I'm in the process of adding connection pooling to our java app.
The app can work with different rdbmses, and both as a desktop app and as a headless webservice. The basic implementation works fine in desktop mode (rdbms = derby). When running as a webservice (rdbms = mysql), we see that connection pooling is needed to get good concurrent behaviour.
My initial approach was to use dependency injection to decide between a basic DataSource or a connection pooling DataSource at startup time.
The problem in this scenario is that I don't know when to call connection.close(). My understanding is that when using connection pooling, you should close() after each query so the connection object can be recycled. But the current non-pooling implementation tries to hang on to the Connection object as long as possible.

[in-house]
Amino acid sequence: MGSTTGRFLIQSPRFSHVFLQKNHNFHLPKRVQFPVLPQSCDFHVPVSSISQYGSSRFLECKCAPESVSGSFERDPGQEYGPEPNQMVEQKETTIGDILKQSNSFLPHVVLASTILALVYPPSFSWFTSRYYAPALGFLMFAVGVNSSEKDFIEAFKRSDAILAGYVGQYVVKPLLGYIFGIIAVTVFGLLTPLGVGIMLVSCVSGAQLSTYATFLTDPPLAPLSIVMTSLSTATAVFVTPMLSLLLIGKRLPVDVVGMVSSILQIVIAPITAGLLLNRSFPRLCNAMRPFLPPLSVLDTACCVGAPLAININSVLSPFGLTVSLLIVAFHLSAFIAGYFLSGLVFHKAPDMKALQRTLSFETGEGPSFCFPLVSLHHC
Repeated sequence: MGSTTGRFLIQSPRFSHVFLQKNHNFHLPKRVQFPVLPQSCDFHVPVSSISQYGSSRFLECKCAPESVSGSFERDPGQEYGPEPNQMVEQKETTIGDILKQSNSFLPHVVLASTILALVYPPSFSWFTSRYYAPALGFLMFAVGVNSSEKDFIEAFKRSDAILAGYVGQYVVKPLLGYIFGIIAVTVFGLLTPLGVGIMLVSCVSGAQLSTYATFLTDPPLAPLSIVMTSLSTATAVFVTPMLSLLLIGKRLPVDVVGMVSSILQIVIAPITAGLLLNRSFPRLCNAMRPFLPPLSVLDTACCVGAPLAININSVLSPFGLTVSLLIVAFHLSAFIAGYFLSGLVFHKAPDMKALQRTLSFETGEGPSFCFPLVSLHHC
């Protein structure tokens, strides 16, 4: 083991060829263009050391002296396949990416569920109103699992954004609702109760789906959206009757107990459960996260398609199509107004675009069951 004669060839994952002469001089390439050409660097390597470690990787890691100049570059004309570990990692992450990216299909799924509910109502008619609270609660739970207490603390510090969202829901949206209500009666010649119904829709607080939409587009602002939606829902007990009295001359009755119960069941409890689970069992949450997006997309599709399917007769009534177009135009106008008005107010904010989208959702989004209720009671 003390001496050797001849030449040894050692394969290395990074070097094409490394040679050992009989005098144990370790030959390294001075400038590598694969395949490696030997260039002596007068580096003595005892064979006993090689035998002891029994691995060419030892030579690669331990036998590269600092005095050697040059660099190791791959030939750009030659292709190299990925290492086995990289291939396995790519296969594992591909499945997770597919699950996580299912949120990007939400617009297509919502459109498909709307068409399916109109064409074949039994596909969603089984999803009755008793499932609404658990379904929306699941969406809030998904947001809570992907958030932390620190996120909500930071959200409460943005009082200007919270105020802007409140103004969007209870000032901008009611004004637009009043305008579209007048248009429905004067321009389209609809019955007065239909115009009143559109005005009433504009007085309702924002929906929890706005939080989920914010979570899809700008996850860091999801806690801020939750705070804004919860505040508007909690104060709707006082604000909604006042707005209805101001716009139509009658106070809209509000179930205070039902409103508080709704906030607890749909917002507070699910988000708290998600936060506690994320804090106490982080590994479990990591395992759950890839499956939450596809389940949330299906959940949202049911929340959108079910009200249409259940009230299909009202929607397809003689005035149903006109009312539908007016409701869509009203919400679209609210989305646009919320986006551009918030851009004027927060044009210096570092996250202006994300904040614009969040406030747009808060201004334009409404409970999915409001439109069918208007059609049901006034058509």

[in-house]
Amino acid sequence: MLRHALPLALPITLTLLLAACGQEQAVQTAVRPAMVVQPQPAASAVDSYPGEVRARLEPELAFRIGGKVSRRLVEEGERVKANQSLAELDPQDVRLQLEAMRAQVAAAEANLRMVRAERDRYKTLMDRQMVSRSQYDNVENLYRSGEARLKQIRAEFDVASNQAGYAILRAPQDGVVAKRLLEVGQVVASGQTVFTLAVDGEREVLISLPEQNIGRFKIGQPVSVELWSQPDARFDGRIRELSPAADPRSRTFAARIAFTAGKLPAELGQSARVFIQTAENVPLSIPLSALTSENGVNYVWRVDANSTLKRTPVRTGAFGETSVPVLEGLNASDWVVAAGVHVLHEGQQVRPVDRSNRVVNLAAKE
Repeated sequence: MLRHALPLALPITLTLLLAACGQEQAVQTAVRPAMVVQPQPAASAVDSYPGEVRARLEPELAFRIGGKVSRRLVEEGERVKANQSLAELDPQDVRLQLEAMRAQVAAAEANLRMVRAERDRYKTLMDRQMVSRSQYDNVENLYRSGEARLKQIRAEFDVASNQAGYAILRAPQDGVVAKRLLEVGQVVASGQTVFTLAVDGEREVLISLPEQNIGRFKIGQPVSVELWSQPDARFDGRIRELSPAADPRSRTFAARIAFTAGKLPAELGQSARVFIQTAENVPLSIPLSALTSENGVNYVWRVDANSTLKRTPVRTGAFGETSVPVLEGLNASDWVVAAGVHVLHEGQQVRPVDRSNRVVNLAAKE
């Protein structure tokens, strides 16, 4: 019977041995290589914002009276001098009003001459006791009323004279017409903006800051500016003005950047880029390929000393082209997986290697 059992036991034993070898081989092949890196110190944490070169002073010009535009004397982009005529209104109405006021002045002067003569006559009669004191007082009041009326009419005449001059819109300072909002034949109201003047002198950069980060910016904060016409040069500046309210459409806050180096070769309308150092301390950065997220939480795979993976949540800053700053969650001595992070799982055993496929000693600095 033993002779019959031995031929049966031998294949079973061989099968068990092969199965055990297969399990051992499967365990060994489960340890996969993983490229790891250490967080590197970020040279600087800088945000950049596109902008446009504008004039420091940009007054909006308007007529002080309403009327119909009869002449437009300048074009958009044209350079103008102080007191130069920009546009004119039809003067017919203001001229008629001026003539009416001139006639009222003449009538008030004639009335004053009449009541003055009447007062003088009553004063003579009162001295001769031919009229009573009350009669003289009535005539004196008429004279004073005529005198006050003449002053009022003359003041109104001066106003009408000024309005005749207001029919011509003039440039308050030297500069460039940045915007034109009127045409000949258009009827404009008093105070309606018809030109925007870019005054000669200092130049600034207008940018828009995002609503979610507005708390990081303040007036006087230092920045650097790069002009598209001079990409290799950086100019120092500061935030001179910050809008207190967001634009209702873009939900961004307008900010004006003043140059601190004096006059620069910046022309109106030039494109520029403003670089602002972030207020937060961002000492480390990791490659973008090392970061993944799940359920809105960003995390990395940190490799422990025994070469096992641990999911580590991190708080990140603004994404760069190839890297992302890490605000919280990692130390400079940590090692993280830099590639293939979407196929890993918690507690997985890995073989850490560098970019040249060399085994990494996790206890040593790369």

Is there a solution to this problem? Is there a way to recycle a basic connection object? What happens if I don't call connection.close() with a thread pooled connection object?
Or is it simply a bad design to mix these two connection strategies?